My First Few Questions About Apple's Education News

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Judging from the turnout for our live coverage of Apple’s education event–which was much sparser than for something like the iPad 2 announcement–a lot of tech enthusiasts lost interest in today’s news when they figured out that it didn’t involve any new hardware. That’s a shame. The news–a new textbook-friendly version of iBooks, a free book-creation tool called iBooks Author, and a spiffier version of the iTunes U courseware app–has as much or more potential to make its mark on the world as any new iPad or iPhone could. Everything looks really, really cool.

But while the folks who did comment during our liveblog–a smart bunch–and the ones I ran into here at the event were impressed by much of what they saw, they also had questions. Lots of them. And so do I. Here are a few of them:

Just how likely is it that large numbers of great big school systems will buy into this? They’re not known for boldly seizing new opportunities. And even if a $500 iPad and $14.99 digital textbooks make more economic sense than a whole stack of $60 textbooks, how will schools acquire the iPads and textbooks and distribute them? Apple didn’t really address this during the event, but everyone I chatted with in the demo room wondered about it.

Is it an issue that these textbooks are iPad-only? You can’t read them on a Mac–let alone a Windows PC or a Kindle–even though you use a Mac to create them. I don’t blame Apple for its iPad-centric approach to textbooks, especially since the standards don’t exist to push out truly rich, interactive textbooks across multiple platforms. But I wonder whether schools will be wary about wedding themselves to one tablet, and whether any of them will have the guts to ask Apple if it plans to release an Android version.

Can we trust kids with iPads? College students, sure. But how about K-12 ones? (Apple’s Phil Schiller said that iPads are more durable than dead-tree textbooks because they don’t get dog-eared. But textbooks don’t shatter when you drop them.)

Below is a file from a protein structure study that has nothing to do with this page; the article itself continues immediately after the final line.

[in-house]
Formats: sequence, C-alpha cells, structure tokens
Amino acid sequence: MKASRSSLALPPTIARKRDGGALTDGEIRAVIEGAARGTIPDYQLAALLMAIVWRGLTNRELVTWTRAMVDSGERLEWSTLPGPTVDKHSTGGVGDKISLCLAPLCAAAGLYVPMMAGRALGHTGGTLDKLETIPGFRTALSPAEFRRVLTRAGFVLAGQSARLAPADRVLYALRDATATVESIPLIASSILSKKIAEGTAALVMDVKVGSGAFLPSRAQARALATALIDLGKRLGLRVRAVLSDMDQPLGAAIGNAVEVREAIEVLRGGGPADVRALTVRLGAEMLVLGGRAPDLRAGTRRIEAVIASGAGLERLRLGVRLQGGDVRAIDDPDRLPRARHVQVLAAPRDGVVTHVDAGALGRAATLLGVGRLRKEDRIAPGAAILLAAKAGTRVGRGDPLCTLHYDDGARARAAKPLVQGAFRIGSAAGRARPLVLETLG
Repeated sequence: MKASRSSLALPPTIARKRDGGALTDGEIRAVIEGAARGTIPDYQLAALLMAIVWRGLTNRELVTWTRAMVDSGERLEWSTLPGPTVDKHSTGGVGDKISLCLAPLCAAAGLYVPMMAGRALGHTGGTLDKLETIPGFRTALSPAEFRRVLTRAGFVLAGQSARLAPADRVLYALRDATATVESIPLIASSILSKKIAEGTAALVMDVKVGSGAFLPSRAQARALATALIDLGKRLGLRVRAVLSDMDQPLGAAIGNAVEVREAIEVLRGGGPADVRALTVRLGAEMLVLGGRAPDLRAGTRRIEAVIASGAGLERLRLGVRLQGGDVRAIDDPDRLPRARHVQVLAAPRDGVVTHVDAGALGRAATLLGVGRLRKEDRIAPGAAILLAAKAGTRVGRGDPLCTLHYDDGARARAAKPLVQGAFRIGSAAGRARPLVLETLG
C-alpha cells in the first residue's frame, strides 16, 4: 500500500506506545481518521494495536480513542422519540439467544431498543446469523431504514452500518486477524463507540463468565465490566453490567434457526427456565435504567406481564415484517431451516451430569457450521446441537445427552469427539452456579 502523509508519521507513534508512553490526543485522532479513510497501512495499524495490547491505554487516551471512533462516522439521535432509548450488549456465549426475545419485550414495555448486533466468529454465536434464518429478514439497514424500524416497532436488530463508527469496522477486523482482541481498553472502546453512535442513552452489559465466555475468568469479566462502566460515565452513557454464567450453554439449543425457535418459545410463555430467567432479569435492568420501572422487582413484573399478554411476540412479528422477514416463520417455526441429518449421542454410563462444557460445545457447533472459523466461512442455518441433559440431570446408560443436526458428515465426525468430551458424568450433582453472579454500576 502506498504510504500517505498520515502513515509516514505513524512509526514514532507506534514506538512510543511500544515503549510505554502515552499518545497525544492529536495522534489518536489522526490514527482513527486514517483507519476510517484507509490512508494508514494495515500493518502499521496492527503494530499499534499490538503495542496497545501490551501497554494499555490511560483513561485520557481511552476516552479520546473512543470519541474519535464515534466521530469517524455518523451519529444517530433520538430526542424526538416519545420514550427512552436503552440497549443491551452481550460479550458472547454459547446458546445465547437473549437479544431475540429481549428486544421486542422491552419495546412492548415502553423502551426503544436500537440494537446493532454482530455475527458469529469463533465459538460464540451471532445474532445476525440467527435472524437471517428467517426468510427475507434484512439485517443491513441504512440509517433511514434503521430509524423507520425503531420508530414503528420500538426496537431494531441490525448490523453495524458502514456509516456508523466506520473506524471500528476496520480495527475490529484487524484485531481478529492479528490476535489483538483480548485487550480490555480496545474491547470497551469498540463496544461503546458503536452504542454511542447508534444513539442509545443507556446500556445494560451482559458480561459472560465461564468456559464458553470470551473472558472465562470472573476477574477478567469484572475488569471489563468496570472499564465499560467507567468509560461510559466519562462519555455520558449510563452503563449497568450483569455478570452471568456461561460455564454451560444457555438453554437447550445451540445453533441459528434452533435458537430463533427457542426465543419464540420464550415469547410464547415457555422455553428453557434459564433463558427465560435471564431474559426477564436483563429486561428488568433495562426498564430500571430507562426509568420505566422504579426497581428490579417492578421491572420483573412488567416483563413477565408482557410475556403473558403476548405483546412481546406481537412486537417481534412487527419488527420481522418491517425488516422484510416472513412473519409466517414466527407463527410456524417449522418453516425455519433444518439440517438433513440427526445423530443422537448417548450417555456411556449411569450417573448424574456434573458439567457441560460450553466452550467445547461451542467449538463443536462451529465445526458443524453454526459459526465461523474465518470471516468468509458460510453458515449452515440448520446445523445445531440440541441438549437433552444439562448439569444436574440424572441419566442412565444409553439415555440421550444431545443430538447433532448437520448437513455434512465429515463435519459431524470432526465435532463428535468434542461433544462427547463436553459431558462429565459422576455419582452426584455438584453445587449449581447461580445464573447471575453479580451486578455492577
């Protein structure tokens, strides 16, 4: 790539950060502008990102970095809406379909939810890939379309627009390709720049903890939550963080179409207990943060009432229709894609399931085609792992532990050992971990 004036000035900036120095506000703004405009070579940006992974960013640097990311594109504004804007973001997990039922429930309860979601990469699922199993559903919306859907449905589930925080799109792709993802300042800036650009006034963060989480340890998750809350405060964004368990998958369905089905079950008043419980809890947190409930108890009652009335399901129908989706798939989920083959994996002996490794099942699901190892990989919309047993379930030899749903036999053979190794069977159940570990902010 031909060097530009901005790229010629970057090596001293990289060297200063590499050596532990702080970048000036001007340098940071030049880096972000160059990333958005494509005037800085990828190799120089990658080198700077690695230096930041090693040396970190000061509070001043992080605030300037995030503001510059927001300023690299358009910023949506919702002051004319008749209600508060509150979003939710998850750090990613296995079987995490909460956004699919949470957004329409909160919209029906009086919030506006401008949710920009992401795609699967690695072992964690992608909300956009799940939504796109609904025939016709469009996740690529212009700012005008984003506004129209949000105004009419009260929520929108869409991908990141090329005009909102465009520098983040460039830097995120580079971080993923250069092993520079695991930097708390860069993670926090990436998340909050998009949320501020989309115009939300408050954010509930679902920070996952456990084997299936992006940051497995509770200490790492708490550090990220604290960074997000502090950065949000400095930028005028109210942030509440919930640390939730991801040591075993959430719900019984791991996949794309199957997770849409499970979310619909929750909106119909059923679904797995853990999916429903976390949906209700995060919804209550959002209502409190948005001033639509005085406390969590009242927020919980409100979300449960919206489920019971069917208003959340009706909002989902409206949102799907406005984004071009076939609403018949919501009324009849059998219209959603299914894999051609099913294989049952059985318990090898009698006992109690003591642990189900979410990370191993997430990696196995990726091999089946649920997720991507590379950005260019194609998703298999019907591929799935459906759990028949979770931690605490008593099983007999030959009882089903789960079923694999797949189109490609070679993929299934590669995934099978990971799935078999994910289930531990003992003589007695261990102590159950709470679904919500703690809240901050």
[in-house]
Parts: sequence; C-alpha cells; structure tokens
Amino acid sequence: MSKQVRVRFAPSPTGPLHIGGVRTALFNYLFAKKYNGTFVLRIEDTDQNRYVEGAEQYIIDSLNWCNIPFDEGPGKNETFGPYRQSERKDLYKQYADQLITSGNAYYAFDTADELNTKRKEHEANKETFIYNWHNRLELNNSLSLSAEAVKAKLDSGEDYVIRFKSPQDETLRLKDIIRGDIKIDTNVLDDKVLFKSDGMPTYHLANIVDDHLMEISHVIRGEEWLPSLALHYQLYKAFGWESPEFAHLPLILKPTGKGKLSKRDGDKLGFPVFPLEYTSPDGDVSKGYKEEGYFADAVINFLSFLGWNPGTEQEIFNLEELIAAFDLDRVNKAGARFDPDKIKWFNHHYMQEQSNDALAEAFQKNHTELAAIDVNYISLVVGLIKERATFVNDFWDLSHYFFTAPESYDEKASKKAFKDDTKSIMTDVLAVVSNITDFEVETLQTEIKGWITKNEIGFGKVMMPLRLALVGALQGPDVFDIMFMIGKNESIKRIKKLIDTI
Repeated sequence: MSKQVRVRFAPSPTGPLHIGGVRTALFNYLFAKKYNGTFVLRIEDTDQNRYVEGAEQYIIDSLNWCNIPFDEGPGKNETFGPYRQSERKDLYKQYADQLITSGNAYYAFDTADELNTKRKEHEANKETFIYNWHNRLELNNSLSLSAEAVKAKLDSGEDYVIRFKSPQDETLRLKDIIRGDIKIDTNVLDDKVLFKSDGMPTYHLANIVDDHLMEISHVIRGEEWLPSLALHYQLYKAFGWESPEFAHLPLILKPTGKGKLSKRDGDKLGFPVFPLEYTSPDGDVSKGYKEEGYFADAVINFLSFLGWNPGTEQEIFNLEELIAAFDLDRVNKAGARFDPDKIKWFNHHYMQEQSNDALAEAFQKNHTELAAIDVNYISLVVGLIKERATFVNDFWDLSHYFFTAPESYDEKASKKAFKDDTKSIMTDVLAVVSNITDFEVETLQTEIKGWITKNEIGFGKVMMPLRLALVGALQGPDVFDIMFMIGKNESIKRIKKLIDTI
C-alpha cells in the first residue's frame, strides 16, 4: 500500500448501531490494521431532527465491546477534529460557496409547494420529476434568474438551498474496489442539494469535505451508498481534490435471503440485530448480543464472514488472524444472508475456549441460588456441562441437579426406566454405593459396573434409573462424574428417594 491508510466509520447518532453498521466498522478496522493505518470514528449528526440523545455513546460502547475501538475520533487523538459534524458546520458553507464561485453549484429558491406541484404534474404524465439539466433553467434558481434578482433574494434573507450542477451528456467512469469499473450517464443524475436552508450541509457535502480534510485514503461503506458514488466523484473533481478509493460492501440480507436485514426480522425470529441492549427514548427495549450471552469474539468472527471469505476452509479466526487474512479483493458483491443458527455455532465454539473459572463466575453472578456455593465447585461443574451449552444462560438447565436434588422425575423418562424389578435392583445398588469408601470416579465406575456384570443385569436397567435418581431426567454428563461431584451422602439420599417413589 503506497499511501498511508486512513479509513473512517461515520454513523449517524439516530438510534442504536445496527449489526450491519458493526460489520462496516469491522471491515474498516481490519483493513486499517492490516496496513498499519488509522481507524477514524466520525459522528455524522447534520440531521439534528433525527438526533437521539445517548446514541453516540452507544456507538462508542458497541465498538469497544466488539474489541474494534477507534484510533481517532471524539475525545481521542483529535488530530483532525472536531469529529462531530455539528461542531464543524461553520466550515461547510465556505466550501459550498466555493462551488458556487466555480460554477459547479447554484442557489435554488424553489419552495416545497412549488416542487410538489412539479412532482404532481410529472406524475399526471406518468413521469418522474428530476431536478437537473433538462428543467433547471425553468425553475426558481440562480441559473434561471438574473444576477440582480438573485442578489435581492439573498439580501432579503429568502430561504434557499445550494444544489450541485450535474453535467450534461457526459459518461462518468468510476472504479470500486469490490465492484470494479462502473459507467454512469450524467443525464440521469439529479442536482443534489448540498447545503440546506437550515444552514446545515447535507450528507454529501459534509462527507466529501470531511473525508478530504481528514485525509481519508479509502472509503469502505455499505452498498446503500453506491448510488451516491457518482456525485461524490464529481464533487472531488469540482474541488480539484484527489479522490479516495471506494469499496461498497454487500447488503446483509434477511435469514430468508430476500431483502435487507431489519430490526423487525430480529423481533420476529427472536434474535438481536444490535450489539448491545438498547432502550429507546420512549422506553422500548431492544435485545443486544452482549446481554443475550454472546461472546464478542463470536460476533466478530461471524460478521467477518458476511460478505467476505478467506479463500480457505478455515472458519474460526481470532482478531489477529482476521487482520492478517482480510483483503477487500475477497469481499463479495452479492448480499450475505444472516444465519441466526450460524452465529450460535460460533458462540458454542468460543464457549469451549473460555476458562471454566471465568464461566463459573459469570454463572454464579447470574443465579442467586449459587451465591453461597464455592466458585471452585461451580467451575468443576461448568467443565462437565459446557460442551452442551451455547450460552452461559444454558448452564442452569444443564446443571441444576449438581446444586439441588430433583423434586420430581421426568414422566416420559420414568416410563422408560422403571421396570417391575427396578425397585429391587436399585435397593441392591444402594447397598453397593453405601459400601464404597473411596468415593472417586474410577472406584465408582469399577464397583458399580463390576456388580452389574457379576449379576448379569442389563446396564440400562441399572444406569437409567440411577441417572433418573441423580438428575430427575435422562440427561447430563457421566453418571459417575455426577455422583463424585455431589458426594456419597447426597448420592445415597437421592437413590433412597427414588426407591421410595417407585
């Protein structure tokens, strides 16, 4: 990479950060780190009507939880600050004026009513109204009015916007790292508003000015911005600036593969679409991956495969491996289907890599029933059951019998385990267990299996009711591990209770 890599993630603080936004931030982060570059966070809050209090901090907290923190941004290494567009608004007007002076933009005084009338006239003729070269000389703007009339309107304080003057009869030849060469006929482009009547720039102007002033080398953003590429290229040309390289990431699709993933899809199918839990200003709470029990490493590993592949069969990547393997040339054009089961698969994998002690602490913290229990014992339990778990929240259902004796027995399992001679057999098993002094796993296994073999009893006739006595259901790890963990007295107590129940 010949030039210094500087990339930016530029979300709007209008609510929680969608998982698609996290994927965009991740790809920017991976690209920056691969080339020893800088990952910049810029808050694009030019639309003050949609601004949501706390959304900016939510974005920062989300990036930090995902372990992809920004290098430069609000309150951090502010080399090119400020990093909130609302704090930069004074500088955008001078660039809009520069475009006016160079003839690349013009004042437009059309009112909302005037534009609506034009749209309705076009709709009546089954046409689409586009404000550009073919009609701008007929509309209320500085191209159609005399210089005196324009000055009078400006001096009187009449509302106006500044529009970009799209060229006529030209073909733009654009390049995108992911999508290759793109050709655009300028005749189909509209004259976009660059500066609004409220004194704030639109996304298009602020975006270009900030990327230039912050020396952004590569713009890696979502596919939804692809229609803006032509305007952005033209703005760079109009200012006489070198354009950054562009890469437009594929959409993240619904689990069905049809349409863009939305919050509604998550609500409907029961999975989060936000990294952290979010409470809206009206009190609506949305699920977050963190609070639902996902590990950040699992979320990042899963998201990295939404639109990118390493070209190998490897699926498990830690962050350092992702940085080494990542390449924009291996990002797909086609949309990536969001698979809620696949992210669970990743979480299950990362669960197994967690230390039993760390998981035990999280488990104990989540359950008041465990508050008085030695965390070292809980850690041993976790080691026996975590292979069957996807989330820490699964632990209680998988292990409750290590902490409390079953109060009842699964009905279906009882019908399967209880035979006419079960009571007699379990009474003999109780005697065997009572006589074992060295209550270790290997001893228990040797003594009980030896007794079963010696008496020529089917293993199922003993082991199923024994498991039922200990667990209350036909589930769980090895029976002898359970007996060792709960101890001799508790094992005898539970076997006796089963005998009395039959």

Will this democratize publishing? I came away from the event excited about the new stuff’s potential to change education–but I also started thinking about publishing my own books using iBooks Author. It’s already possible to self-publish for the Kindle, the Nook, and other platforms, but with iBooks Author, whipping up a beautiful, beautifully interactive book is theoretically within the reach of normal folks who know how to use a word processor. (Apple provides themes that help non-designers create books that aren’t eyesores.)

How about the competition? Amazon has dabbled in textbooks with the increasingly outdated Kindle DX and textbook rental, but it hasn’t set out to change the world. Startup Inkling is out to change the world, but it’s just getting started, and now it’s competing with Apple. I’ll be curious to see if Apple will be a one-of-a-kind player or part of a bigger revolution.

More thoughts later. For now, I’m interested in yours…

This story, "My First Few Questions About Apple's Education News" was originally published by Technologizer.

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